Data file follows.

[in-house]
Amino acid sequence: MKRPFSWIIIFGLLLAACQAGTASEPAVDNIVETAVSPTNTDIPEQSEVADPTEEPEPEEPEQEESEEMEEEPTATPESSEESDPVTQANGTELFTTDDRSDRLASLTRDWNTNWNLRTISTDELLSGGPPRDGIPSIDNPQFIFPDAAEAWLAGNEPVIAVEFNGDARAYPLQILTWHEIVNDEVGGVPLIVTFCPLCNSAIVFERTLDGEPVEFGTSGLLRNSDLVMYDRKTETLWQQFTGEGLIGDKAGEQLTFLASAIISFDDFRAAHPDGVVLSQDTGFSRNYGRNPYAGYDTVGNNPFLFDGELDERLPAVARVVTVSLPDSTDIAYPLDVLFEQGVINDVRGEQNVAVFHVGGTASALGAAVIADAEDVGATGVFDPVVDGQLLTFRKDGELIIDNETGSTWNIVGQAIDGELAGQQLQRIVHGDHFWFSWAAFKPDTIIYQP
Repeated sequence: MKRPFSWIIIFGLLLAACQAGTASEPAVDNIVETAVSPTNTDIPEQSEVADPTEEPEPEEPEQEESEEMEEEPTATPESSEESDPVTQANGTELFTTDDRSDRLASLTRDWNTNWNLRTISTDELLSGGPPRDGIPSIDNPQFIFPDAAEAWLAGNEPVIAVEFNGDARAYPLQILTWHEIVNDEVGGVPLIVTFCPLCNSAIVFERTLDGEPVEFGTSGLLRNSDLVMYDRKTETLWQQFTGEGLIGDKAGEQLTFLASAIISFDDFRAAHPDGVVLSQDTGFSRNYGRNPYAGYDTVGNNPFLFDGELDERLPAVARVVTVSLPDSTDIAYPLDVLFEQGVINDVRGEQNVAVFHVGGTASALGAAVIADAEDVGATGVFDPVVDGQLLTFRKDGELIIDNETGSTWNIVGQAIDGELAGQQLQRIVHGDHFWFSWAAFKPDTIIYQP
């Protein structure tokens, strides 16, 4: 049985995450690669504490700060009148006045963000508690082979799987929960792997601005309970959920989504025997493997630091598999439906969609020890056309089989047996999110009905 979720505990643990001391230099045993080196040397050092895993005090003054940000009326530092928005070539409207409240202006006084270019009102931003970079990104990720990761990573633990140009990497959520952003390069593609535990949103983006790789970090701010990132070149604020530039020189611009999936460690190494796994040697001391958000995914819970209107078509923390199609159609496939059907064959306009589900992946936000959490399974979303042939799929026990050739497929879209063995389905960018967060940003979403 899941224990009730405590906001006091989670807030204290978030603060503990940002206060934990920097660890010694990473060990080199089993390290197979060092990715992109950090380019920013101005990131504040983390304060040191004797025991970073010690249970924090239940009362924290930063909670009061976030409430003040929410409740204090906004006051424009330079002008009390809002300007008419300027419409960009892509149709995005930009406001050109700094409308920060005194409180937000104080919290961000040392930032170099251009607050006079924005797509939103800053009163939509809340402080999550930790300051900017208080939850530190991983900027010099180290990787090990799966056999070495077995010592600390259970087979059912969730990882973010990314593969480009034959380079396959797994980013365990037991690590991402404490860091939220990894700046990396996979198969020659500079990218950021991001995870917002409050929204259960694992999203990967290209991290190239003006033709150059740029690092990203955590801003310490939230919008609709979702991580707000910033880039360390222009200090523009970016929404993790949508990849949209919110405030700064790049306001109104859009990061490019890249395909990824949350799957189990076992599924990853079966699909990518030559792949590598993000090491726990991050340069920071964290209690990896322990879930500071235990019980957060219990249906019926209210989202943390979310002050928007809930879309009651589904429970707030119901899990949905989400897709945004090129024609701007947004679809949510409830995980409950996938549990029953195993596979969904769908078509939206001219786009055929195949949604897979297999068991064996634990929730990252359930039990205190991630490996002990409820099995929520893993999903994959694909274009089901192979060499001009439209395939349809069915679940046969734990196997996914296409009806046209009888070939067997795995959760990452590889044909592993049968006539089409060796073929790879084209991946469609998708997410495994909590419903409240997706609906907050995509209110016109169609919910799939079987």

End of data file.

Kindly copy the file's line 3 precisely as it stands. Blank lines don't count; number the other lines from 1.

Repeated sequence: MKRPFSWIIIFGLLLAACQAGTASEPAVDNIVETAVSPTNTDIPEQSEVADPTEEPEPEEPEQEESEEMEEEPTATPESSEESDPVTQANGTELFTTDDRSDRLASLTRDWNTNWNLRTISTDELLSGGPPRDGIPSIDNPQFIFPDAAEAWLAGNEPVIAVEFNGDARAYPLQILTWHEIVNDEVGGVPLIVTFCPLCNSAIVFERTLDGEPVEFGTSGLLRNSDLVMYDRKTETLWQQFTGEGLIGDKAGEQLTFLASAIISFDDFRAAHPDGVVLSQDTGFSRNYGRNPYAGYDTVGNNPFLFDGELDERLPAVARVVTVSLPDSTDIAYPLDVLFEQGVINDVRGEQNVAVFHVGGTASALGAAVIADAEDVGATGVFDPVVDGQLLTFRKDGELIIDNETGSTWNIVGQAIDGELAGQQLQRIVHGDHFWFSWAAFKPDTIIYQP